Things have often changed, but it is rare that an employer had intentionally misled me. Once I allowed it and I ended up not getting paid. Since then, at the first sign of deception, I either double my rates or instantly bail. Another great reason to sign up on a W2 rather than 1099 to corp to corp. With a W2, if they don't pay, the government takes them to court. Otherwise, you get to take them to court.
The reasons I am aware of that you are not doing what were promised are: 1. The one who hired you knew very little about the technology that you are promised to use. 2. In a big organisation, ever your boss's boss can't say a word when the company wants to implement changes that affect the work that you were promised. 3. You were (an hopefully are) the best they could find (with the kind of moderate salary you asked for). They really wanted you so they tried to exaggerate the kind of work that is available to you. My opinion is to bail out now (don't quit the work yet, just actively find another job).
The only misrepresentation I've experienced is the promise of bonuses or raises that never quite measure up to what you expect. Although some of that is hearing what you want to hear and developing overly optimistic expectations. Not true with my current position, however, they've been very good to me. If you're not doing what you want to do, or was led to believe you'd be doing, you should go see your boss. Many times bosses don't know you have any initiative, unless you express your thoughts. Don't accuse them of lying or be antagonistic, that will get you nothing. Be realistic with your expectations, but don't be afraid to dream big either. I've gone to both people I've answered to and told them what I want to do technically, where I'd like to be, both short term and long term, and I've gotten positive results and opportunities to pursue some new skills with the company paying for it! Not every place is that open or willing. Give your place a fair chance and if they don't deliver then look for greener pastures, I've done that before too.
Anxiety does not empty tomorrow of its sorrows, but only empties today of its strength. – Charles Spurgeon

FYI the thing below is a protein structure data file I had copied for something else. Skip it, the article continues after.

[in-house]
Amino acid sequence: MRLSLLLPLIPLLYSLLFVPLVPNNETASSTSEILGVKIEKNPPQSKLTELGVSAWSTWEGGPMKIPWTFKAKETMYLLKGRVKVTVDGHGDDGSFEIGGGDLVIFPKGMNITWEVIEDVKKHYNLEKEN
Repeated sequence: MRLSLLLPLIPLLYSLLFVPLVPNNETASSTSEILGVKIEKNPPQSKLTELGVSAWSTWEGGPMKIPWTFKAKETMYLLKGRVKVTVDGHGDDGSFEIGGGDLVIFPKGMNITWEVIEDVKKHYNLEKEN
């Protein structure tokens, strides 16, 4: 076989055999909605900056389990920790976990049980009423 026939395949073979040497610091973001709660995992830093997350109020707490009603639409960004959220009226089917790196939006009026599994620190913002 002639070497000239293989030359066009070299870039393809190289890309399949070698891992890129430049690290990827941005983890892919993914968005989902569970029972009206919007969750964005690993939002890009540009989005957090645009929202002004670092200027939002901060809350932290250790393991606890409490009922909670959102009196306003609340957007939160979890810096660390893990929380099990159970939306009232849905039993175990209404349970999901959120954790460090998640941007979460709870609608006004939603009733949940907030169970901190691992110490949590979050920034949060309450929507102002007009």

What I've found most often is a sort of technical over-optimism. At interview I am often told in great detail about what the company or project is going to be doing "real soon now". All the buzzwords and trendy technology comes out, and the pens whizz across the whiteboards. Java, J2EE, EJB, distributed web applications etc. etc. The actual job is keeping customers who use the existing crufty C/C++/DCE/whatever version happy while trying to gain enough time and/or funding to develop the shiny new replacement. Maybe I should stop listing 10 years C++ on my resum�, but this has happened to me three times in a row now.
W2 means you are an employee. The W2 document is the document you get at the end of the year that shows how much money you earned from that company for tax records. 1099 is a form you fill out saying that the company is paying you directly via invoices and counting that as an expense. You are responsible for all your own tax stuff. You are not an employee. You invoice the company for services provided.
Do not forget. In the USA you can incorporate yourself. You pay your own taxes (personal & corporate). In the USA in individual can create an LTC, C-CORP, S-CORP... To name a few.... Why, liability and personal preference as to how you want to do business.
Having had several programming positions that turned out not to be as advertised, I now ask in an interview "What will I START OUT doing?" I have been shocked at some of the answers, but I was real glad I asked.
She'll be back. I'm just gonna wait here. With this tiny ad:
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